You can purchase SSL certificates that have expiration dates two, three, even four years into the future, but don’t do it. Although multi-year expiration dates make your life easier since you renew your certificates less often, browsers may not accept them as valid for much longer. Apple’s Safari browser is the first to enforce a one year limit on expiration dates (learn more). Starting on September 1, 2020, Safari will no longer accept certificates that expire more than 398 days out from the current date. So, your three-year certificate may still have 900 days to go before expiration, but, unless the certificate was issued before 9/1/2020, Safari will display privacy warnings to the user.
You may think you don’t need to worry about Safari, but Google isn’t far behind with the same restriction in Chrome. Google has been pushing for the one-year limitation on certificate expiration for a while (Mozilla too), so you can expect announcements to come from other browsers soon. The certificate authorities have introduced subscription plans that automatically renew your certificate every year for a set period allowing you to save on your certificates. However, you will still want to set up reminders for the certificate subscription expiration, and you will want to make sure they have a current credit card number before each automatic renewal.
Misconfigured certificate settings and hackers
The issuer of a certificate controls what you can and can’t do when setting up your certificate(s) and if you can make changes to your settings after the fact. Either way, once you’ve set up your regular or wildcard SSL certificate, and it is working, there shouldn’t be any reason that it should stop working short of an out of range date error. If the certificate values change, either someone has inadvertently made changes, or a file has become corrupt.
Using Uptrends’ SSL Certificate Monitoring, you can perform content matches on the individual certificate values, and if the values change, your alert settings will let you know about the changes. You can check multiple fields or only one (site administrators commonly monitor fingerprints and serial numbers). Uptrends lets you monitor the following values:
- Common name: the site’s domain name, e.g., mydomain.com or *.mydomain.com for a wildcard certificate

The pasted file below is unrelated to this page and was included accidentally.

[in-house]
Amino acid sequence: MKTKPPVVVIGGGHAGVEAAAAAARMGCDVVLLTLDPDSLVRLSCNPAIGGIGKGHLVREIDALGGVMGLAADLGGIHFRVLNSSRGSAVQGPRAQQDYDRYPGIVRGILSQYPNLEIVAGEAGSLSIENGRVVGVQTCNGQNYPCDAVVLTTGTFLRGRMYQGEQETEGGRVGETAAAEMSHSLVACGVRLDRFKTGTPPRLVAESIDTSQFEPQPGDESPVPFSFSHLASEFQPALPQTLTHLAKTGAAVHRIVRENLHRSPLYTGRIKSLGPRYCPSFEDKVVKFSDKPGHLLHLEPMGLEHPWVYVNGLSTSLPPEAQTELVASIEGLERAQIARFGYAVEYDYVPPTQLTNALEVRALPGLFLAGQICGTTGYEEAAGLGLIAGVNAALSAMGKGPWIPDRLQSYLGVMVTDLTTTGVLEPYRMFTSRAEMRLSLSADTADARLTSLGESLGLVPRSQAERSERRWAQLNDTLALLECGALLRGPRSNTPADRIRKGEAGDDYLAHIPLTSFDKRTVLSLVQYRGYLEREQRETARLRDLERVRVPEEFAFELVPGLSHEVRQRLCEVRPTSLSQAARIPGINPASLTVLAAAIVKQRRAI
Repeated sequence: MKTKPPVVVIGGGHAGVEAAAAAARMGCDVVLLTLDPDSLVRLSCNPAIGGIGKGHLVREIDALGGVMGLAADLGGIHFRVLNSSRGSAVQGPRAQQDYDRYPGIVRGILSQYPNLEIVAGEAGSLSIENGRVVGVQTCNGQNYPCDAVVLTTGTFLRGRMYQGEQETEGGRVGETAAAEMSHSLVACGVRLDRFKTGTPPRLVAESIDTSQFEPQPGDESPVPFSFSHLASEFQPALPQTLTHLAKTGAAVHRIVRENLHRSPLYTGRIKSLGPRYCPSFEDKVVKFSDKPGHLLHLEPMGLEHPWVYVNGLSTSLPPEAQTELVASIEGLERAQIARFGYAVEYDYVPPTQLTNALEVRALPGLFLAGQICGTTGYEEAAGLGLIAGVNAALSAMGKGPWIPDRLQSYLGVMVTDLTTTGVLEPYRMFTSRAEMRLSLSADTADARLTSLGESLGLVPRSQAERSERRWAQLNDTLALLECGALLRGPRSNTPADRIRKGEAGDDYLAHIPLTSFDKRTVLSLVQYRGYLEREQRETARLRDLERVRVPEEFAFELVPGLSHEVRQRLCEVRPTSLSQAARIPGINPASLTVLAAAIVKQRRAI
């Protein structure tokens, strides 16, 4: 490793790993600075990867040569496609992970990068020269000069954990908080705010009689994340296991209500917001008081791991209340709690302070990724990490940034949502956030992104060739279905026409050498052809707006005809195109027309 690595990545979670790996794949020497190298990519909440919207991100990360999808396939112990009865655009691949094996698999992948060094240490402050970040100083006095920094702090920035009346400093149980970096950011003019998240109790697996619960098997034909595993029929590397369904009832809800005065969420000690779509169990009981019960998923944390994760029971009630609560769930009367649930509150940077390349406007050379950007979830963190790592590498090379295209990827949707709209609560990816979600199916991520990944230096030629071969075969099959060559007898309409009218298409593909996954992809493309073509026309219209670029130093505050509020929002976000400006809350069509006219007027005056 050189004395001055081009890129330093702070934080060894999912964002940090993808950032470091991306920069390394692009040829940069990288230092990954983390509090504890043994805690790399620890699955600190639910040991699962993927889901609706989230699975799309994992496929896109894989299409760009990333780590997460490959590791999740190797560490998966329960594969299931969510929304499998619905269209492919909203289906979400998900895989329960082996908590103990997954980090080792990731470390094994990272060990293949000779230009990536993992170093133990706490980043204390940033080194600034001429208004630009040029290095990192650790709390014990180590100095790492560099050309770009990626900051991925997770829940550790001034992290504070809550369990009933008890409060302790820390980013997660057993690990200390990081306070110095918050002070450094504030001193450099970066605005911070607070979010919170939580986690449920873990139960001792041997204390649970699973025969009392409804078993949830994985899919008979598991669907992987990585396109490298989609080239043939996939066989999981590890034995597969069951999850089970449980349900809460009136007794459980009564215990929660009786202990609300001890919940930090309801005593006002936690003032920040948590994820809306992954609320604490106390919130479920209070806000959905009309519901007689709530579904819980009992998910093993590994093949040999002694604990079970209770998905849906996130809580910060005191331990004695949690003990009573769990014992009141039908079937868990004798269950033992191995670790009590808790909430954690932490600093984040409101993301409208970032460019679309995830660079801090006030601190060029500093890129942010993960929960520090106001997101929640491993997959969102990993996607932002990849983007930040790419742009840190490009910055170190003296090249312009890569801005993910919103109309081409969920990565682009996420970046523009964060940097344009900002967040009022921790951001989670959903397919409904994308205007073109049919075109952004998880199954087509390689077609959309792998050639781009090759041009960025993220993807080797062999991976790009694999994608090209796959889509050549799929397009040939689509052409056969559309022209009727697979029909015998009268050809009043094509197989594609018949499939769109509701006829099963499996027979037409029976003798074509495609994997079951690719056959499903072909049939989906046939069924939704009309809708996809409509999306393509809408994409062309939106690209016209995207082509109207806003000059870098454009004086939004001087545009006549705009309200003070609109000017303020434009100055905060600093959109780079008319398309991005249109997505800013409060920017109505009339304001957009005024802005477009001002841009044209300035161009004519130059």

- Organization: e.g., My Organization L.L.C.
- Organizational Unit: e.g., Marketing
- Serial number: The unique identifier assigned to the certificate, e.g., 1E:DB:AF:6D:D5:1E:35:71:02:00:00:00:00:5F:98:BB
- Fingerprint/thumbprint: A unique identifier computed from the certificate (the fingerprint is not part of the certificate but generated from it).
- Issued by common name: e.g., DigiCert SHA2 High Assurance Server CA
- Issued by Organization: e.g., DigiCert Inc
- Issued by organizational unit: e.g., digicert.com
If the values change, you may find a reasonable explanation, but the changes may be due to a spoofed or compromised certificate.
- It’s easy to forget an SSL certificate expiration date, especially when you manage several certificates.
- Expiration reminders from the certificate providers may go to unwatched or dead inboxes due to changes in personnel.
- An expired certificate triggers a browser warning for users.
- Approximately 70 percent of users will not push past a browser security warning.
- Checking certificate values such as the fingerprint can help you identify hacked or spoofed certificates.
- Uptrends’ SSL Certificate Monitoring can store all your certificate information in one centralized location for easy management.
- Uptrends can notify you about upcoming expiration dates to help you avoid expired certificates.
- New browser-imposed rules going into effect later this year that limit certificate expiration dates to one-year maximums.
Uptrends’ SSL Certificate Monitors are fast and easy to set up. All you need is some basic information and an Uptrends account. If you don’t have an Uptrends account, we can set you up with a no-hassle 30-day free trial.